"Mayo received its first shipment from Civica in 2020, when pandemic started," said Eric M. Tichy, who is vice chair of Pharmacy Formulary, Mayo Clinic Health System, and a member of the Civica Drug Selection Advisory Committee. "I'd like to think the shortages of drugs during the pandemic would have been a lot worse had we not had Civica."

Participating Civica member hospitals pay a one-time fee in order to purchase from its line of low-cost generic hospital medications. The goal, Tichy said, is to turn insulin and generic drugs "into a utility —where the price is very stable and you don't have to think about it."

Van Trieste calls the marketplace for older generic drugs prior to Civica "a broken economic model, caused by a race to the bottom on price."

In contrast, he says, the insulin marketplace had no incentive to control prices.

"There's an oligopoly of insulin production between three manufacturers, three primary wholesalers, and three pharmacy benefit managers that distribute insulin through the supply chain," he said.

"There isn't real competition to keep prices low and the price keeps escalating. There's a debate on who is the culprit...At the end of the day, the patient doesn't care why prices are so high. The patient needs to afford their insulin."

"Insulin is a complex molecule," says Tichy. "It really shows Civica going in a different direction than just the small molecules" of previous products. "It's a big expansion of their capabilities."

Tichy also calls the news a victory for access to care.

ADVERTISEMENT

"Diabetes is one of those diseases that really affects a lot of people that are economically disadvantaged. There's a disproportionate amount of diabetes in people who are African American and Hispanic population, so there's also a health equity aspect to it that's very important To me that's something where Civica is moving beyond helping just hospitals to helping the broader community."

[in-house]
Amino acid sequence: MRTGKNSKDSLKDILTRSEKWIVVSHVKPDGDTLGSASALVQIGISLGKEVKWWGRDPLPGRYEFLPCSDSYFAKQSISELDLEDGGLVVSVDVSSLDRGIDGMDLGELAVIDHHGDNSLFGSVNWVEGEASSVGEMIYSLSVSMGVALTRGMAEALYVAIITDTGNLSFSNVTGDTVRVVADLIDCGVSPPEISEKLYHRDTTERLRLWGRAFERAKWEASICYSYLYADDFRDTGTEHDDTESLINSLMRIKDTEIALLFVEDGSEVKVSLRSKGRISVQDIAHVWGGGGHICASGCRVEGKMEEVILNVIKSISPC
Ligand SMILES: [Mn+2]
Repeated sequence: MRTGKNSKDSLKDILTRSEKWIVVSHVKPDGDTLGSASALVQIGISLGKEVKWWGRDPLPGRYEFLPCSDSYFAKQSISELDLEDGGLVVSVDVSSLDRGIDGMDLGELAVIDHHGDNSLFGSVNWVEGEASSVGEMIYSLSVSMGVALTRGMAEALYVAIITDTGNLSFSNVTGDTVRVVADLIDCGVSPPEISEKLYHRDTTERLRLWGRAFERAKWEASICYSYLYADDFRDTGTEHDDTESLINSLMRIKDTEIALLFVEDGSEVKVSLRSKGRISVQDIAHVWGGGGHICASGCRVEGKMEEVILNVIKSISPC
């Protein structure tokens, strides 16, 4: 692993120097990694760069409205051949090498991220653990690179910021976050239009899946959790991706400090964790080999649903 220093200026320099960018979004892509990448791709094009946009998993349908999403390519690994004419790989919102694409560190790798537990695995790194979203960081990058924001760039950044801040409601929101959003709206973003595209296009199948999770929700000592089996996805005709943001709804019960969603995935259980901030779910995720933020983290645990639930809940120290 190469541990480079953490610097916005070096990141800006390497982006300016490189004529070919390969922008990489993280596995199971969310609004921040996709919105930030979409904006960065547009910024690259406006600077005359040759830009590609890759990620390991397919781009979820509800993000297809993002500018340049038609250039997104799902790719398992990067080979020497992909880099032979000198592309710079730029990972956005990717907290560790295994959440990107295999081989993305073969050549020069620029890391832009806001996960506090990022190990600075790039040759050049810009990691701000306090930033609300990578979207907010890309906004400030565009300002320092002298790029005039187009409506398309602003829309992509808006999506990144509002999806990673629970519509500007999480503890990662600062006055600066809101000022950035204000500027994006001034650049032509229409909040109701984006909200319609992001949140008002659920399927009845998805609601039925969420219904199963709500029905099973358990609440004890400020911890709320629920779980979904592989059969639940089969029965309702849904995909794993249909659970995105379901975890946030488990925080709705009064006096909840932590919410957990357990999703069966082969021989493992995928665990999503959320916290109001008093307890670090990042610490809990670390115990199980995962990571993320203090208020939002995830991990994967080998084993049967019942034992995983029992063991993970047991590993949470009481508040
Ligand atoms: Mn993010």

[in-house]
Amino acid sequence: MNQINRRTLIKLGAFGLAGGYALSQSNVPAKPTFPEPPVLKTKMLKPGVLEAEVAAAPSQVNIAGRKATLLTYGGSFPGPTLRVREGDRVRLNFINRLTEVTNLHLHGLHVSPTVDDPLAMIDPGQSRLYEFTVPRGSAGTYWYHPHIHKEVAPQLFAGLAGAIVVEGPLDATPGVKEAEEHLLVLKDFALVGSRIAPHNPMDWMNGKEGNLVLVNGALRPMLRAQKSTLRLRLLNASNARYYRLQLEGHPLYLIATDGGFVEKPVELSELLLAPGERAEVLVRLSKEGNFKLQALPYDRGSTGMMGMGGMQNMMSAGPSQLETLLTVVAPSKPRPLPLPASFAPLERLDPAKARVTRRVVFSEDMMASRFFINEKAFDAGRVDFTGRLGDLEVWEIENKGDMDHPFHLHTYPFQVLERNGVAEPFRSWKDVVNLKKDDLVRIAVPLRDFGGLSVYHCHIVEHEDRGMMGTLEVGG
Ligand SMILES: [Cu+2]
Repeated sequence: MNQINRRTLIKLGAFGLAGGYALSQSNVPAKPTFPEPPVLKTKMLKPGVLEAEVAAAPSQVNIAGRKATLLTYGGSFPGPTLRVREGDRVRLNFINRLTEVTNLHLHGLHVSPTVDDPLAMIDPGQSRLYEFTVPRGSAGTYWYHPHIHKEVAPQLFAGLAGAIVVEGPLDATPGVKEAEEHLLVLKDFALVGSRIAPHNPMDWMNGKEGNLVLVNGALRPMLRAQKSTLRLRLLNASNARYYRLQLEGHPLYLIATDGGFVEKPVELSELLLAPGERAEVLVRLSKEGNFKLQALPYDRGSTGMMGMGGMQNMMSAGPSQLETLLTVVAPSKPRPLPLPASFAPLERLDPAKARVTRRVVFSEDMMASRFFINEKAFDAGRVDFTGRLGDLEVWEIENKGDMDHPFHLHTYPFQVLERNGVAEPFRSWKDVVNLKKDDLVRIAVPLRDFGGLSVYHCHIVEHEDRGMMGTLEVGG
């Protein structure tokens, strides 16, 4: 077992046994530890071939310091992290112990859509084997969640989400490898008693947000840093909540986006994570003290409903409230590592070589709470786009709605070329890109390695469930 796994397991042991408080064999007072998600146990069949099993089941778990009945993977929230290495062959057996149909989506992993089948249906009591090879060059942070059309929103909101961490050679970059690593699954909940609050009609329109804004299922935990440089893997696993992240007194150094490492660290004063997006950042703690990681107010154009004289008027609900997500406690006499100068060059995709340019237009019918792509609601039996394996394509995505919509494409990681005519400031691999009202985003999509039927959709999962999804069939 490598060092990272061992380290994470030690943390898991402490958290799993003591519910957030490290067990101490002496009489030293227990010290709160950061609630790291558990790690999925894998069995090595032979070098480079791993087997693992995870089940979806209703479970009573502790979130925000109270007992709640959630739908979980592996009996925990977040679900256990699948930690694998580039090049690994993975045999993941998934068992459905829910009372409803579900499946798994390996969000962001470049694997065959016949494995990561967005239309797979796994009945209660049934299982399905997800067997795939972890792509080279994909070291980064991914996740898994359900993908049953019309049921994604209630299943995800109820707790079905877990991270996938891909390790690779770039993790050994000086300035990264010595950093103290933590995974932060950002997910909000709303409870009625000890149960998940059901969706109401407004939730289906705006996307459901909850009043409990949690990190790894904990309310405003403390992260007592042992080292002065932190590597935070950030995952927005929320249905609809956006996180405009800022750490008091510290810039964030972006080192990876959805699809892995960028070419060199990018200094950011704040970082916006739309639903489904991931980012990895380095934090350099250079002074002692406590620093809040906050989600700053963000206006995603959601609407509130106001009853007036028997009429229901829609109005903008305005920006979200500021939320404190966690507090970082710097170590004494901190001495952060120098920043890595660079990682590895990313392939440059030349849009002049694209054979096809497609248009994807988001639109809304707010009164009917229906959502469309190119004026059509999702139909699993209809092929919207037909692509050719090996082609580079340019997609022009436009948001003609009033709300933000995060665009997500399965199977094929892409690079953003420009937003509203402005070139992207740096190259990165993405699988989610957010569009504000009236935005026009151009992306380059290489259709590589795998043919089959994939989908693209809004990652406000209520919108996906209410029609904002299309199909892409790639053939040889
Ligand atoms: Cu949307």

Tichy says he doesn't anticipate negative market repercussions from the introduction of a cost-cutting nonprofit.

"My observation is that it improves market behavior, because other people in the industry have adopted some of things Civica is doing, like holding six months of safety stock in the supply channel...The industry had moved into a just-in-time process where the entire channel had three month supply."

Related Topics: MAYO CLINICINSULIN
Paul John Scott is the health reporter for NewsMD and the Rochester Post Bulletin. He is a novelist and was an award-winning magazine journalist for 15 years prior to joining the FNS in 2019.
What to read next
Town hall on health care in rural Minnesota looks into structural solutions for a looming crisis in outstate hospitals, one that could soon leave small towns struggling to provide the basics of care.
A dog's sense of smell has helped to find missing people, detect drugs at airports and find the tiniest morsel of food dropped from a toddler's highchair. A new study shows that dogs may also be able to sniff out when you're stressed out.
Do you get a little bit cranky after a sleepless night? In this "Health Fusion" column, Viv Williams explores how sleep deprivation can do a lot more damage than just messing with your mornings. It may also make people less willing to help each other.
The disease, which is more common in colder climates, causes some areas of your body, to feel numb and cold and you may notice color changes in your skin in response to cold or stress.